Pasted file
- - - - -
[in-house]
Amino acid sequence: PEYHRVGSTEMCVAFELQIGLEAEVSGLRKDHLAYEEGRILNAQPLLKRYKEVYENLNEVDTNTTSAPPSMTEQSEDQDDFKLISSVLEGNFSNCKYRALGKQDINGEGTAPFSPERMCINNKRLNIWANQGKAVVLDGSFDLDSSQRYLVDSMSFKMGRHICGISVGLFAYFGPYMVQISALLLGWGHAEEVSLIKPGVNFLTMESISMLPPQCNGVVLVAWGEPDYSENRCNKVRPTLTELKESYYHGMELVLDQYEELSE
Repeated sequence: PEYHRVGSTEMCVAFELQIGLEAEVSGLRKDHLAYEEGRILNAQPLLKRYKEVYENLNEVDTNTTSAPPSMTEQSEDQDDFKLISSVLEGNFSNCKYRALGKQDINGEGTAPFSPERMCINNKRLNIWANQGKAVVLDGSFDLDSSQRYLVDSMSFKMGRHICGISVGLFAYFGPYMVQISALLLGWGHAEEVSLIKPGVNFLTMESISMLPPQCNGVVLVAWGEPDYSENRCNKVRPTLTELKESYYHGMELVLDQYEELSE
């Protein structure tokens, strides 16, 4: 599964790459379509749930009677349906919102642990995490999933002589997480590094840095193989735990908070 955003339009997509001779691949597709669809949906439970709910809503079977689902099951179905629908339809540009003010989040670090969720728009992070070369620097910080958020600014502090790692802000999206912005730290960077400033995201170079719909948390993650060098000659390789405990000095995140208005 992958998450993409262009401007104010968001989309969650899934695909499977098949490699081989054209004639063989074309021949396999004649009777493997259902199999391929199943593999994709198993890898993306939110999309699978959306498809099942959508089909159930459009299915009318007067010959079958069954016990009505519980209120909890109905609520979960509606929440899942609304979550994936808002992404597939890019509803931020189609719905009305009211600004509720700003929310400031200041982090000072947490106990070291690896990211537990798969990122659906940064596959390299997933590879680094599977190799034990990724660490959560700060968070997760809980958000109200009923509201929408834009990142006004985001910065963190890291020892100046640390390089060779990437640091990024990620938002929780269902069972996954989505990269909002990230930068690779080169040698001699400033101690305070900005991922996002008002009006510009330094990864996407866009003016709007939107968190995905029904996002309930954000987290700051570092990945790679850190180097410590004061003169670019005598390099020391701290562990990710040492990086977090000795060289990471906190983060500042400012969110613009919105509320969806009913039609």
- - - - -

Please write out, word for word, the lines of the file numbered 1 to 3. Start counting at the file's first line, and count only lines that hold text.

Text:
[in-house]
Amino acid sequence: PEYHRVGSTEMCVAFELQIGLEAEVSGLRKDHLAYEEGRILNAQPLLKRYKEVYENLNEVDTNTTSAPPSMTEQSEDQDDFKLISSVLEGNFSNCKYRALGKQDINGEGTAPFSPERMCINNKRLNIWANQGKAVVLDGSFDLDSSQRYLVDSMSFKMGRHICGISVGLFAYFGPYMVQISALLLGWGHAEEVSLIKPGVNFLTMESISMLPPQCNGVVLVAWGEPDYSENRCNKVRPTLTELKESYYHGMELVLDQYEELSE
Repeated sequence: PEYHRVGSTEMCVAFELQIGLEAEVSGLRKDHLAYEEGRILNAQPLLKRYKEVYENLNEVDTNTTSAPPSMTEQSEDQDDFKLISSVLEGNFSNCKYRALGKQDINGEGTAPFSPERMCINNKRLNIWANQGKAVVLDGSFDLDSSQRYLVDSMSFKMGRHICGISVGLFAYFGPYMVQISALLLGWGHAEEVSLIKPGVNFLTMESISMLPPQCNGVVLVAWGEPDYSENRCNKVRPTLTELKESYYHGMELVLDQYEELSE